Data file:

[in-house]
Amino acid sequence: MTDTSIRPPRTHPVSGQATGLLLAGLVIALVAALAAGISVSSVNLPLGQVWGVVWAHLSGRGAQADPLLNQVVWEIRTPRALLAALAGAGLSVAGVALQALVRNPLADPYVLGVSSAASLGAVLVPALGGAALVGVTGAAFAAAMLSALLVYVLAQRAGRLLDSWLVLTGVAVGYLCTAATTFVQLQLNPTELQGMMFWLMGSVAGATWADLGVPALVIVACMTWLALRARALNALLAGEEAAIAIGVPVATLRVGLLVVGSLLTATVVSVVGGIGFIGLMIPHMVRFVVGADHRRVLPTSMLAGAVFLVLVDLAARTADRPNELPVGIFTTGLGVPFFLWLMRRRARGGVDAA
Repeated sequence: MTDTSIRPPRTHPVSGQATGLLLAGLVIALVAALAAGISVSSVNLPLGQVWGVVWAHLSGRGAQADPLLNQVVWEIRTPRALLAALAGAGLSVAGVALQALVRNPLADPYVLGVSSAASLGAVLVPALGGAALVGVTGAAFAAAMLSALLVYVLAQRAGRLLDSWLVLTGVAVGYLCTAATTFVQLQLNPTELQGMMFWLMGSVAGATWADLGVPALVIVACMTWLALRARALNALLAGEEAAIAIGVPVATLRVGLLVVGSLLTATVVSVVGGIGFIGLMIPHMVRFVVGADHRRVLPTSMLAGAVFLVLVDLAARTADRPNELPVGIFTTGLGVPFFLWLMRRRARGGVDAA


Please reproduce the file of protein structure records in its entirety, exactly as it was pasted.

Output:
[in-house]
Amino acid sequence: MTDTSIRPPRTHPVSGQATGLLLAGLVIALVAALAAGISVSSVNLPLGQVWGVVWAHLSGRGAQADPLLNQVVWEIRTPRALLAALAGAGLSVAGVALQALVRNPLADPYVLGVSSAASLGAVLVPALGGAALVGVTGAAFAAAMLSALLVYVLAQRAGRLLDSWLVLTGVAVGYLCTAATTFVQLQLNPTELQGMMFWLMGSVAGATWADLGVPALVIVACMTWLALRARALNALLAGEEAAIAIGVPVATLRVGLLVVGSLLTATVVSVVGGIGFIGLMIPHMVRFVVGADHRRVLPTSMLAGAVFLVLVDLAARTADRPNELPVGIFTTGLGVPFFLWLMRRRARGGVDAA
Repeated sequence: MTDTSIRPPRTHPVSGQATGLLLAGLVIALVAALAAGISVSSVNLPLGQVWGVVWAHLSGRGAQADPLLNQVVWEIRTPRALLAALAGAGLSVAGVALQALVRNPLADPYVLGVSSAASLGAVLVPALGGAALVGVTGAAFAAAMLSALLVYVLAQRAGRLLDSWLVLTGVAVGYLCTAATTFVQLQLNPTELQGMMFWLMGSVAGATWADLGVPALVIVACMTWLALRARALNALLAGEEAAIAIGVPVATLRVGLLVVGSLLTATVVSVVGGIGFIGLMIPHMVRFVVGADHRRVLPTSMLAGAVFLVLVDLAARTADRPNELPVGIFTTGLGVPFFLWLMRRRARGGVDAA